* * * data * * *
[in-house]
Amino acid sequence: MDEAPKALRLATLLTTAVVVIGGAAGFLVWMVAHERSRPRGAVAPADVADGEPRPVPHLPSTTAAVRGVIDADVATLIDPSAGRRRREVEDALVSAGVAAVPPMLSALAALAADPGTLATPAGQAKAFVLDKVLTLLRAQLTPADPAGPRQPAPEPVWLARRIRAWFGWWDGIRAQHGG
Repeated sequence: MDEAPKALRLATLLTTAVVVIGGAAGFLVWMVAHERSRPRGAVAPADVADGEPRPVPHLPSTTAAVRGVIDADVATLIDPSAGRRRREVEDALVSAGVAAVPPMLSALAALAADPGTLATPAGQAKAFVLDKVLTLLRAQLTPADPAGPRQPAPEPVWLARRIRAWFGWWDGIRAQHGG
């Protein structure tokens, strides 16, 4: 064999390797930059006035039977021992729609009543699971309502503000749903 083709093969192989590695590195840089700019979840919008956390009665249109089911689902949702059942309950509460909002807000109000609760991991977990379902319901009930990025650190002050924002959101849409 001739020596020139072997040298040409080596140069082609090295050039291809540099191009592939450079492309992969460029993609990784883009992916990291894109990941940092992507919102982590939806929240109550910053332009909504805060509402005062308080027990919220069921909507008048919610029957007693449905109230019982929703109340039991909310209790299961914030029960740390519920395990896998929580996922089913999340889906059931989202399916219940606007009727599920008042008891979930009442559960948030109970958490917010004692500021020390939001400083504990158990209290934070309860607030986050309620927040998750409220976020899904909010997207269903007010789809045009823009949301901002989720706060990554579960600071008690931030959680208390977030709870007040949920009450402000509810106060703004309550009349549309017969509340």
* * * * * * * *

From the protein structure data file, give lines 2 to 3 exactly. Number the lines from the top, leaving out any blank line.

Amino acid sequence: MDEAPKALRLATLLTTAVVVIGGAAGFLVWMVAHERSRPRGAVAPADVADGEPRPVPHLPSTTAAVRGVIDADVATLIDPSAGRRRREVEDALVSAGVAAVPPMLSALAALAADPGTLATPAGQAKAFVLDKVLTLLRAQLTPADPAGPRQPAPEPVWLARRIRAWFGWWDGIRAQHGG
Repeated sequence: MDEAPKALRLATLLTTAVVVIGGAAGFLVWMVAHERSRPRGAVAPADVADGEPRPVPHLPSTTAAVRGVIDADVATLIDPSAGRRRREVEDALVSAGVAAVPPMLSALAALAADPGTLATPAGQAKAFVLDKVLTLLRAQLTPADPAGPRQPAPEPVWLARRIRAWFGWWDGIRAQHGG